An Incomplete History of Protest: Selections from the Whitney’s Collection, 1940–2017
Aug 18, 2017–Aug 27, 2018
Through the lens of the Whitney’s collection, An Incomplete History of Protest looks at how artists from the 1940s to the present have confronted the political and social issues of their day. Whether making art as a form of activism, criticism, instruction, or inspiration, the featured artists see their work as essential to challenging established thought and creating a more equitable culture. Many have sought immediate change, such as ending the war in Vietnam or combating the AIDS crisis. Others have engaged with protest more indirectly, with the long term in mind, hoping to create new ways of imagining society and citizenship.
Since its founding in the early twentieth century, the Whitney has served as a forum for the most urgent art and ideas of the day, at times attracting protest itself. An Incomplete History of Protest, however, is by name and necessity a limited account. No exhibition can approximate the activism now happening in the streets and online, and no collection can account fully for the methodological, stylistic, and political diversity of artistic address. Instead, the exhibition offers a sequence of historical case studies focused on particular moments and themes—from questions of representation to the fight for civil rights—that remain relevant today. At the root of the exhibition is the belief that artists play a profound role in transforming their time and shaping the future.
An Incomplete History of Protest: Selections from the Whitney’s Collection, 1940–2017 is organized by David Breslin, DeMartini Family Curator and Director of the Collection; Jennie Goldstein, assistant curator; and Rujeko Hockley, assistant curator; with David Kiehl, curator emeritus; and Margaret Kross, curatorial assistant.
Major support for An Incomplete History of Protest: Selections from the Whitney’s Collection, 1940‒2017 is provided by The American Contemporary Art Foundation, Inc., Leonard A. Lauder, President.
Significant support is provided by the Ford Foundation.
ARTISTS IN THE EXHIBITION
Paul Chan and Badlands Unlimited
William N. Copley
Louis H. Draper
Chris "Daze" Ellis*
Hock E Aye VI Edgar Heap of Birds
Charles B. Hinman
Daniel Joseph Martinez
John "Crash" Matos*
Tim Rollins and K.O.S.
Jaune Quick-to-See Smith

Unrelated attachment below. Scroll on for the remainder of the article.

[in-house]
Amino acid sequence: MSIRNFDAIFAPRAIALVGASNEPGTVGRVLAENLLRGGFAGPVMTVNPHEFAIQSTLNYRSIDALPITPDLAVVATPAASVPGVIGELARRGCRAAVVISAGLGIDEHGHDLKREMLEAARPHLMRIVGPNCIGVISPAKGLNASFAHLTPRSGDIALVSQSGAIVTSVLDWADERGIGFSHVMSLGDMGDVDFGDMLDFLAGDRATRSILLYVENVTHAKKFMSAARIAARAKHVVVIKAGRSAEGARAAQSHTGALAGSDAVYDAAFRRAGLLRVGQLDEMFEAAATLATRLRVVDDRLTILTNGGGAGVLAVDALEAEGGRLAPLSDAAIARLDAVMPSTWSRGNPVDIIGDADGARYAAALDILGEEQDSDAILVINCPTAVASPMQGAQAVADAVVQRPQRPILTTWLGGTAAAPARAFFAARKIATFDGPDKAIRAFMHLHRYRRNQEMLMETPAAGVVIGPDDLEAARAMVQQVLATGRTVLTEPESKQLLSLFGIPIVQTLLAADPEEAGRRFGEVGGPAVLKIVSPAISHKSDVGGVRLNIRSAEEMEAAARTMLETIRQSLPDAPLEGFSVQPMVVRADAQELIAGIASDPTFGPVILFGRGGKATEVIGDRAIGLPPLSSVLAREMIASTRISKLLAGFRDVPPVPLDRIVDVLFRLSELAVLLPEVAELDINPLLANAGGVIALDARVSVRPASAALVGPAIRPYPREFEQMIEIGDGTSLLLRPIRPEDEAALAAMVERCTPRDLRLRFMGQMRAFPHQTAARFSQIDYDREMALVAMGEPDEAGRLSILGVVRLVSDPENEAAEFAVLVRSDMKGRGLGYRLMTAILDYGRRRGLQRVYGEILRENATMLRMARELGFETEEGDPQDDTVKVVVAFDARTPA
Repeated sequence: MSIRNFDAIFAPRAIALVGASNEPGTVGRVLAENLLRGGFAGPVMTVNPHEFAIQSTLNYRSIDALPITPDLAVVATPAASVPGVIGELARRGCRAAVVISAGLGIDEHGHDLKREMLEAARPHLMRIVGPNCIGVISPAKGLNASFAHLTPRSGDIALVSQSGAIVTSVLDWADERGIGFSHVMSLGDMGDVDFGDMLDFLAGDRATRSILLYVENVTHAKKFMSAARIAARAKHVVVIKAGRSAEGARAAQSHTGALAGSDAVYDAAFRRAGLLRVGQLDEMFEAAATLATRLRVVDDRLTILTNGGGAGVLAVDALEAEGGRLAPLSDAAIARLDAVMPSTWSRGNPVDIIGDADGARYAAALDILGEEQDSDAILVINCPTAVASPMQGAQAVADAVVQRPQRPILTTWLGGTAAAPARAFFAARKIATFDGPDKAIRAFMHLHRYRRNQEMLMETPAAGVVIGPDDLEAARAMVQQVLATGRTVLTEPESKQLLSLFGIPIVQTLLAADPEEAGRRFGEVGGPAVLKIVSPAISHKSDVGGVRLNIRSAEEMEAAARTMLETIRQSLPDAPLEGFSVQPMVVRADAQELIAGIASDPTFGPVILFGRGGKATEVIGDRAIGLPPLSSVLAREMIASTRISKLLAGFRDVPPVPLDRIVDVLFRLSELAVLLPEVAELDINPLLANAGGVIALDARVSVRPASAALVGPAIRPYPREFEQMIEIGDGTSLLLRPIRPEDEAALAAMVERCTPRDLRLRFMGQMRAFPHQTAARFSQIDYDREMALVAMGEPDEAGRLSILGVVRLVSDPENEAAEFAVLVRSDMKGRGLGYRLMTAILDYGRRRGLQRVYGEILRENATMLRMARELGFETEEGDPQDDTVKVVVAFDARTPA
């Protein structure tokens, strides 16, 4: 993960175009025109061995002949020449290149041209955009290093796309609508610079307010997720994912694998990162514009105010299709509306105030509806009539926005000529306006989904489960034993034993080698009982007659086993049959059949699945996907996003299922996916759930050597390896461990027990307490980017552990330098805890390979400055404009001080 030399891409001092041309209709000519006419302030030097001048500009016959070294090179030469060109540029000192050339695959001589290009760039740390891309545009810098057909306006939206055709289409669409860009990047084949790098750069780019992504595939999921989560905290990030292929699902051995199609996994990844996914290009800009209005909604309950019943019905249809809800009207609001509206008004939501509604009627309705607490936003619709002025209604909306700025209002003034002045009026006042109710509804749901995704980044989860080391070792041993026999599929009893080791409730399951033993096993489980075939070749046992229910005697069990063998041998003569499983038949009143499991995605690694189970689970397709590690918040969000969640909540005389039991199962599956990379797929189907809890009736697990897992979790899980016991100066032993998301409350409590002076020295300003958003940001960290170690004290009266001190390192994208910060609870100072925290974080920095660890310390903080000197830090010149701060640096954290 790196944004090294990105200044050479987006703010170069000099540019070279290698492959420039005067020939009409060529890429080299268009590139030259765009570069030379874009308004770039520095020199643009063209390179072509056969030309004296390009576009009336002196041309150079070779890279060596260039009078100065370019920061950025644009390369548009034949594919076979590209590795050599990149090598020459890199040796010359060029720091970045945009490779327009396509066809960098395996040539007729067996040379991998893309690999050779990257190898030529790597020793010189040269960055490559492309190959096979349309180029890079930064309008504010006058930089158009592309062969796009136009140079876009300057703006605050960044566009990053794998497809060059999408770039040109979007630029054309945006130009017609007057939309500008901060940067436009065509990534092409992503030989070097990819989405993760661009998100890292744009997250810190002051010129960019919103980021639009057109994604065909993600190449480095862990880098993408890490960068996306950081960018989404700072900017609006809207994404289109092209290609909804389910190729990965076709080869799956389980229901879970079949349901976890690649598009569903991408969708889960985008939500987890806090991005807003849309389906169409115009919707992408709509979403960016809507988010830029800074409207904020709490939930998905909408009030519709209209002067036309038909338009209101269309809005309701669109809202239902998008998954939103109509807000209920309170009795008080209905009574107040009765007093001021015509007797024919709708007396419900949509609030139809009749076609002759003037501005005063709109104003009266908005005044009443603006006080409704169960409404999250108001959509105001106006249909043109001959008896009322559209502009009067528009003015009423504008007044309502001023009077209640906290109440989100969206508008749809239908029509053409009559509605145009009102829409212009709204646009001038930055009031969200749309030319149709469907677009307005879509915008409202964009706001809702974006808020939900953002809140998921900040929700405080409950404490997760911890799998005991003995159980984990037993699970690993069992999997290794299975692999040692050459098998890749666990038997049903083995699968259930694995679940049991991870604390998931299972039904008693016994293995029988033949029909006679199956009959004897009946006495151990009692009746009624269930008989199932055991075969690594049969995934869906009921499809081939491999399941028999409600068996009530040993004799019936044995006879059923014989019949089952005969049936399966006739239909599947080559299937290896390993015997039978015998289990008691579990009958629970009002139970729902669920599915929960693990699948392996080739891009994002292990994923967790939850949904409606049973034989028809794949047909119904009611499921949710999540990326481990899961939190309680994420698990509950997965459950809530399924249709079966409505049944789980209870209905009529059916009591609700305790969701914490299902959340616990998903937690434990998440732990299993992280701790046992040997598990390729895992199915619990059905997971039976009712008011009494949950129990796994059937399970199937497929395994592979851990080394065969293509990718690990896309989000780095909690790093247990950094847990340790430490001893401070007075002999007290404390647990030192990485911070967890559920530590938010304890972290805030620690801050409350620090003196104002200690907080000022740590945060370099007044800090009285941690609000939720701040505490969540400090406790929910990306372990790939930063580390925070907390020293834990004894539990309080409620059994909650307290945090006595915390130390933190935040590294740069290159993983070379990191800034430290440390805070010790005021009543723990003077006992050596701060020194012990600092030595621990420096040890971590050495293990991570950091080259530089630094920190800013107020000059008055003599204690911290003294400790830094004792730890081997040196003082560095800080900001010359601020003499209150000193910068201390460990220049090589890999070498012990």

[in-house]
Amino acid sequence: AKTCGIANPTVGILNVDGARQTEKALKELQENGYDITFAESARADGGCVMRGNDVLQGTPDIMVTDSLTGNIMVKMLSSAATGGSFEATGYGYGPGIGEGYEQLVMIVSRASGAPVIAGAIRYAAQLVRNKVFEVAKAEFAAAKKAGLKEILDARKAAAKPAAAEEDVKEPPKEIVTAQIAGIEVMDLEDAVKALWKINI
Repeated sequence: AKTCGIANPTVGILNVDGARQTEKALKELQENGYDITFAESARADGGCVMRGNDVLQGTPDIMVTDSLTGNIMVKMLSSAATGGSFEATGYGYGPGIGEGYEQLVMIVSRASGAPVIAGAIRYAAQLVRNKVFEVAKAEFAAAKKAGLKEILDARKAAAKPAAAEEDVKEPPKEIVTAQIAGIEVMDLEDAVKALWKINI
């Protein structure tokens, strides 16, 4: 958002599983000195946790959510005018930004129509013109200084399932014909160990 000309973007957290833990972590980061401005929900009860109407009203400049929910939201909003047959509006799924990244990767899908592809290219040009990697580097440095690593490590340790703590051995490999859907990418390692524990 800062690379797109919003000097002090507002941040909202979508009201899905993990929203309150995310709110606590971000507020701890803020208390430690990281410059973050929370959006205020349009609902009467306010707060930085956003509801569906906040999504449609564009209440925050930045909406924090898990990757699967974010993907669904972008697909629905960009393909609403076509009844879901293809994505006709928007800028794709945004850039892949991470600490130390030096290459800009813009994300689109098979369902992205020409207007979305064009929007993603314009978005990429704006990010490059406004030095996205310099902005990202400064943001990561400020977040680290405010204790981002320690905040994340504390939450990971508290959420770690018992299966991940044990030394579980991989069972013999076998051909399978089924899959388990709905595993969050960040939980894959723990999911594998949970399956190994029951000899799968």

Mierle Laderman Ukeles*
*Installed as part of an earlier version of the exhibition.
"Is it a form of activism to expose yourself?" asks artist Jeffrey Gibson, as he discusses Howardena Pindell's video work Free, White and 21.
Tom Kalin of the AIDS activist collective Gran Fury responds to American Policy, a series of pastel drawings by Cheyenne/Arapaho artist Hock E Aye VI Edgar Heap of Birds and discusses language-based artwork.
Artist and activist Shellyne Rodriguez responds to Ja’Tovia Gary’s film An Ecstatic Experience and discusses how the work explores strategies for survival in the current political moment.
Publisher Badlands Unlimited and artist Paul Chan produced The New No's in response to the 2016 election. Here, Dread Scott discusses why he thinks of the work as a beacon for other artists to follow.
Whitney Stories: Jeffrey Gibson on Howardena Pindell
Whitney Stories: Gran Fury's Tom Kalin on Hock E Aye VI Edgar Heap of Birds
Badlands Unlimited presents What is Crypto?
Whitney Stories: Shellyne Rodriguez on Ja’Tovia Gary
ASL Vlog: Carl Pope
ASL Vlog: Theaster Gates
ASL Vlog: Senga Nengudi
ASL Vlog: AA Bronson
ASL Vlog: Dread Scott
ASL Vlog: Nancy Grossman
What Art Speaks To These Times
AA Bronson on Felix Partz, June 5, 1994
Edgar Heap of Birds in Conversation with David Breslin
Hear From Artists
Hear directly from artists and curators on selected works from the exhibition.
In the News
"An Incomplete History of Protest examines how artists have become activists in order to help create a better future.”
“Get To Know An Incomplete History Of Protest at the Whitney”
“The Whitney Museum’s latest exhibition takes a creative approach to political and social activism, and how the past can inform the present.”
“At the root of the exhibition is the belief that artists play a profound role in transforming their time and shaping the future.”